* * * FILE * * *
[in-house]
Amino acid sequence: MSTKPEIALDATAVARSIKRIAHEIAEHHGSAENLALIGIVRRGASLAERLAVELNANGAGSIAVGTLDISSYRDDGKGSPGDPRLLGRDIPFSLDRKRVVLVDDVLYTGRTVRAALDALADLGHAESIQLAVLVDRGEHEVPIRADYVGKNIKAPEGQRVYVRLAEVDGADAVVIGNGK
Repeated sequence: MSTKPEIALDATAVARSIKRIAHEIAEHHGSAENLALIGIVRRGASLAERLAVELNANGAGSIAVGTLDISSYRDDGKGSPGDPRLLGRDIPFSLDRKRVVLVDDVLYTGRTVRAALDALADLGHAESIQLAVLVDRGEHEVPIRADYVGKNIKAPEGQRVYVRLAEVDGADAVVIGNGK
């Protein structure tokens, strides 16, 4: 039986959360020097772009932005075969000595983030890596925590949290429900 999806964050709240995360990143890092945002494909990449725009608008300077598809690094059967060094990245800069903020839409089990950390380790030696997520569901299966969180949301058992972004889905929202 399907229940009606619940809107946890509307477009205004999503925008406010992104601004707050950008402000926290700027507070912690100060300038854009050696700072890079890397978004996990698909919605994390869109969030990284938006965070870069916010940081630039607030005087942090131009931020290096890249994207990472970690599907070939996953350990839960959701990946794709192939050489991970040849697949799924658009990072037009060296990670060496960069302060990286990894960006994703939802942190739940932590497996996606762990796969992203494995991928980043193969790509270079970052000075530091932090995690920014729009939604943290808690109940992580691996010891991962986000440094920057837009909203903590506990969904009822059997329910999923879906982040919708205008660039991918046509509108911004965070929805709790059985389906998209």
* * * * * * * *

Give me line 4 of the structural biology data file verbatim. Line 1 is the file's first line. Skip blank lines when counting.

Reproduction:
């Protein structure tokens, strides 16, 4: 039986959360020097772009932005075969000595983030890596925590949290429900 999806964050709240995360990143890092945002494909990449725009608008300077598809690094059967060094990245800069903020839409089990950390380790030696997520569901299966969180949301058992972004889905929202 399907229940009606619940809107946890509307477009205004999503925008406010992104601004707050950008402000926290700027507070912690100060300038854009050696700072890079890397978004996990698909919605994390869109969030990284938006965070870069916010940081630039607030005087942090131009931020290096890249994207990472970690599907070939996953350990839960959701990946794709192939050489991970040849697949799924658009990072037009060296990670060496960069302060990286990894960006994703939802942190739940932590497996996606762990796969992203494995991928980043193969790509270079970052000075530091932090995690920014729009939604943290808690109940992580691996010891991962986000440094920057837009909203903590506990969904009822059997329910999923879906982040919708205008660039991918046509509108911004965070929805709790059985389906998209």